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Hot Yoga: A Westernized Ayurvedic Perspective

When you practice asanas (yoga postures) in India, it’s hot, and you sweat. No heated room necessary!

In 2017, I stayed at an ashram in March and April outside of Bangalore in the south of India. It was an extremely hot and dry time of the year, analogous to spring, sort of…

I completed an Ayurveda training program as well as a 21-day 200-hour yoga teacher training, in which we also discussed Ayurveda. Yoga and Ayurveda are deeply intertwined.

We practiced asanas for about 3 hours every morning to beat the heat. Still, we sweated.

I remember thinking, “You don’t need hot yoga studios in India! The heat is built into the environment!”

Now, back in the West, I have revived my love of hot yoga by practicing in studios in Halifax, Nova Scotia and in Scottsdale, Arizona.

I have been drawn to hot yoga for many years, a pattern which has got me wondering…why?

In Ayurveda, yoga asana practice is recommended for all prakriti, or “one that is formed first,” the inherent nature of living form. These are our body constitutions.

Prakriti are expressed as combinations of the three doshas (bioelements):

  1. vata (ether & air)
  2. pitta (fire & water)
  3. kapha (water & earth)

In the West, this is all usually oversimplified and referred to as the doshas.

People take quizzes to see if they are vata (air), pitta (fire), or kapha (water-earth). See what your dosha is here.

Usually, you predominate in one or two (e.g. vata or vata-pitta).

Finding Balance

Basically, Ayurveda is a holistic approach to balance. We each fall out of balance due to genetics, food, lifestyle, behavior, and emotions.

When we are out of balance, usually we are too high in one dosha, particularly in the West. Excesses cause disease and are harder to treat than deficiencies, like malnutrition.

For instance, I am kapha-vata physically with a vata-pitta mind. When I have excess kapha and low vata and pitta, I have excess fat on my body, and my circulation and metabolism are down. Mentally, I am dull, sluggish, and drowsy (aka falling asleep while meditating and constantly reaching for coffee!).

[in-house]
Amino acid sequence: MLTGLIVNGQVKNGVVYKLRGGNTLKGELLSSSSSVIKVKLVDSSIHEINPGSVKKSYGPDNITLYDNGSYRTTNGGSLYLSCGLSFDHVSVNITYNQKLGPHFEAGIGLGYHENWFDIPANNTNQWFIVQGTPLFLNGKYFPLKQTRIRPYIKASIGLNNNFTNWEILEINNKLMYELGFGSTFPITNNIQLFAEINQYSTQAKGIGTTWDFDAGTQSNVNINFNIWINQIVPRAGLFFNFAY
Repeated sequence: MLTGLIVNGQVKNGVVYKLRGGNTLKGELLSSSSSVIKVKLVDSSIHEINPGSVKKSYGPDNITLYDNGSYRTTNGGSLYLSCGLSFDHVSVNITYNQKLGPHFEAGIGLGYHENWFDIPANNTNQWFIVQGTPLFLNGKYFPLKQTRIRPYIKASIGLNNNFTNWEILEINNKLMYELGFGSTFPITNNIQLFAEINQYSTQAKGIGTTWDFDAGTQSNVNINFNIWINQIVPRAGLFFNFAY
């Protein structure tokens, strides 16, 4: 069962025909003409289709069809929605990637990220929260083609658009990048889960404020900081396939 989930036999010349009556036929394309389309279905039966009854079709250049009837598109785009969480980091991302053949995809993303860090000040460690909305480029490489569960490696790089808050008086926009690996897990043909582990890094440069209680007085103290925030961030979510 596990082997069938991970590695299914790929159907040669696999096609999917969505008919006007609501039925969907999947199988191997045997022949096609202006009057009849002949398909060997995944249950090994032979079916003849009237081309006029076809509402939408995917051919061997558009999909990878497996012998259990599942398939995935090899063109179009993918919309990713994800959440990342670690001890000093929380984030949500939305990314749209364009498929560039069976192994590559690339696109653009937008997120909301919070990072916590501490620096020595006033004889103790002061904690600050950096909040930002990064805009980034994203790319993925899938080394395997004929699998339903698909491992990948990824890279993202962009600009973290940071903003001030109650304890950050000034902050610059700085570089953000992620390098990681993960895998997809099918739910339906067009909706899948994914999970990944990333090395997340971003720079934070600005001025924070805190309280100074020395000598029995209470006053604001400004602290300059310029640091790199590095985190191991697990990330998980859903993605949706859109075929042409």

When I have excess vata and low pitta and kapha, my skin is dry, I am always cold, I don’t eat enough, and I have blood sugar issues. Mentally, I’m scattered, ungrounded, and prone to anxiety.

What does hot yoga do for the doshas and prakriti?

Hot yoga is great for people with excess physical kapha. What a great way to heat up the body and burn off the excess fat! Melt the kapha, heavy earth element, and sweat out the excess water.

Hot yoga is great for vatas and kaphas with low pitta, since you heat up the body, and jumpstart circulation, increase metabolism, and pump the lymphatic system.

It might not be so great for those with excess pitta. Although, pittas will be drawn to it, because like attracts like. Fire will want more fire!

Recommendations:

  1. For all doshas practicing hot yoga, I recommend adequate hydration. Yes, drink water, but also include more fresh fruits and vegetables.
  2. Those with excess kapha and vata, go for it! Be mindful of your body, and don’t overdo it. Find the regularity of practice that works for you.
  3. Super fiery pittas, it might be best for you to keep hot yoga to a minimum. Let it play a smaller role in your health and fitness routine.
    • Perhaps you can get away with practicing hot yoga more regularly during cold times of the year or if you live in a super cold climate. Even then, watch yourself! Hot yoga may aggravate and increase pitta.
  4. Don’t overstretch! Remember, in a heated room, you will be more bendy and flexible than if you practiced in a cold, cool, or room temperature space. It is very easy to hurt yourself for this reason…I am speaking from experience!
    • Go easy on yourself your first couple classes (or weeks of classes if you are new to yoga). Very gradually and mindfully go deeper into the poses for more challenging variations.
  5. Whatever you do, don’t compete with another yogi or yogini. This is YOUR time and YOUR practice. You will increase your familiarity with the poses, and your flexibility, strength, and fluidity over time. Be patient, and be consistent.
    • There is no judgment. There is no “better than” or “worse than” or “fatter than” or “skinnier than” or “leaner than” each other. Don’t play that game!
    • Once I know a flow by heart, sometimes I practice the entire sequence with my eyes closed, so I don’t play the judgment or competition game. It’s not why I am there.

I hope you found this article useful, and feel inspired to try hot yoga.

Take my westernized Ayurvedic perspective with a grain of salt, especially anyone in or from India who is reading this!!

I learned so so much at my Ayurveda course, but we barely scratched the surface. If you want to learn more about Ayurveda, I highly recommend the course I took at Shrimath. Go here to learn more.

To learn more about my experience at Shrimath, check out the article I wrote here.

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Summary
Hot Yoga: A Westernized Ayurvedic Perspective
Article Name
Hot Yoga: A Westernized Ayurvedic Perspective
Description
My experience of yoga in India. An overview of Ayurvedic doshas and how they relate to hot yoga. Recommendations for hot yoga, according to doshas and in general.
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